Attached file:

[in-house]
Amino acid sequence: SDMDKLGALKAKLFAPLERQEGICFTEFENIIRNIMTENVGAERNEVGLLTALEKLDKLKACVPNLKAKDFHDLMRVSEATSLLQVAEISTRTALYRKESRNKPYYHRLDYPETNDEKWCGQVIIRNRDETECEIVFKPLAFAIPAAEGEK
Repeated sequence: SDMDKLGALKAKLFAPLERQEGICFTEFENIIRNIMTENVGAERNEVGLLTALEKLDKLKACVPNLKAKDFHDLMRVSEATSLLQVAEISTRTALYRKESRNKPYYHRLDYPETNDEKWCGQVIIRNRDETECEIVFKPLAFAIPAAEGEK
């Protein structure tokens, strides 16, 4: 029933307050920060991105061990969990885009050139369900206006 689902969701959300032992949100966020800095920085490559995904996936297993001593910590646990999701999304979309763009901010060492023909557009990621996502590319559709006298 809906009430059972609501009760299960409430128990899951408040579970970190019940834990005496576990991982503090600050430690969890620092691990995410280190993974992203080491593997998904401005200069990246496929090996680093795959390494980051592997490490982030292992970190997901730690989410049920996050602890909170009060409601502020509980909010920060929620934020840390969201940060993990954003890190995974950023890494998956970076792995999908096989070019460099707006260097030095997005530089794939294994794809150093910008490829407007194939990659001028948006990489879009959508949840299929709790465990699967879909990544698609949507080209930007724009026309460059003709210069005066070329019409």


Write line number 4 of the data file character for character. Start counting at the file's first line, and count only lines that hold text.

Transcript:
């Protein structure tokens, strides 16, 4: 029933307050920060991105061990969990885009050139369900206006 689902969701959300032992949100966020800095920085490559995904996936297993001593910590646990999701999304979309763009901010060492023909557009990621996502590319559709006298 809906009430059972609501009760299960409430128990899951408040579970970190019940834990005496576990991982503090600050430690969890620092691990995410280190993974992203080491593997998904401005200069990246496929090996680093795959390494980051592997490490982030292992970190997901730690989410049920996050602890909170009060409601502020509980909010920060929620934020840390969201940060993990954003890190995974950023890494998956970076792995999908096989070019460099707006260097030095997005530089794939294994794809150093910008490829407007194939990659001028948006990489879009959508949840299929709790465990699967879909990544698609949507080209930007724009026309460059003709210069005066070329019409």